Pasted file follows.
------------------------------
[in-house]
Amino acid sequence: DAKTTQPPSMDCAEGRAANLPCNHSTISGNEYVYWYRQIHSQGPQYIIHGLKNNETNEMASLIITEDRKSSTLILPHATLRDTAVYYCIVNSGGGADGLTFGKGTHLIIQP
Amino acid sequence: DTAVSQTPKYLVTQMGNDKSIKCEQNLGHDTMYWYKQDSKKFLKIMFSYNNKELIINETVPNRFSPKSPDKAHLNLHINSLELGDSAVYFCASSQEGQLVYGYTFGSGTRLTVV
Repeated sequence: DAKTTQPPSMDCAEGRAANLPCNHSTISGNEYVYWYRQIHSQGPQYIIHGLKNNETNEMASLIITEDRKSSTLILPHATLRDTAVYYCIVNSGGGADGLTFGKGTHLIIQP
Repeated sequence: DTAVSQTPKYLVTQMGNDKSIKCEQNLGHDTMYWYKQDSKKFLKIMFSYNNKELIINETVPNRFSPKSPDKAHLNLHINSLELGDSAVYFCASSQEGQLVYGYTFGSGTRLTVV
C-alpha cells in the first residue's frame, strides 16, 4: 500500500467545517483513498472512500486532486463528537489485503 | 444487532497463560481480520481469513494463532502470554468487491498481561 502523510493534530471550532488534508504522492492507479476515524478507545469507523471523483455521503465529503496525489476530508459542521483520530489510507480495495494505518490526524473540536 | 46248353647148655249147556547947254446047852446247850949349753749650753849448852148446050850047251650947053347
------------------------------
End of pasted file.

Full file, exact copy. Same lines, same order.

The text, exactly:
[in-house]
Amino acid sequence: DAKTTQPPSMDCAEGRAANLPCNHSTISGNEYVYWYRQIHSQGPQYIIHGLKNNETNEMASLIITEDRKSSTLILPHATLRDTAVYYCIVNSGGGADGLTFGKGTHLIIQP
Amino acid sequence: DTAVSQTPKYLVTQMGNDKSIKCEQNLGHDTMYWYKQDSKKFLKIMFSYNNKELIINETVPNRFSPKSPDKAHLNLHINSLELGDSAVYFCASSQEGQLVYGYTFGSGTRLTVV
Repeated sequence: DAKTTQPPSMDCAEGRAANLPCNHSTISGNEYVYWYRQIHSQGPQYIIHGLKNNETNEMASLIITEDRKSSTLILPHATLRDTAVYYCIVNSGGGADGLTFGKGTHLIIQP
Repeated sequence: DTAVSQTPKYLVTQMGNDKSIKCEQNLGHDTMYWYKQDSKKFLKIMFSYNNKELIINETVPNRFSPKSPDKAHLNLHINSLELGDSAVYFCASSQEGQLVYGYTFGSGTRLTVV
C-alpha cells in the first residue's frame, strides 16, 4: 500500500467545517483513498472512500486532486463528537489485503 | 444487532497463560481480520481469513494463532502470554468487491498481561 502523510493534530471550532488534508504522492492507479476515524478507545469507523471523483455521503465529503496525489476530508459542521483520530489510507480495495494505518490526524473540536 | 46248353647148655249147556547947254446047852446247850949349753749650753849448852148446050850047251650947053347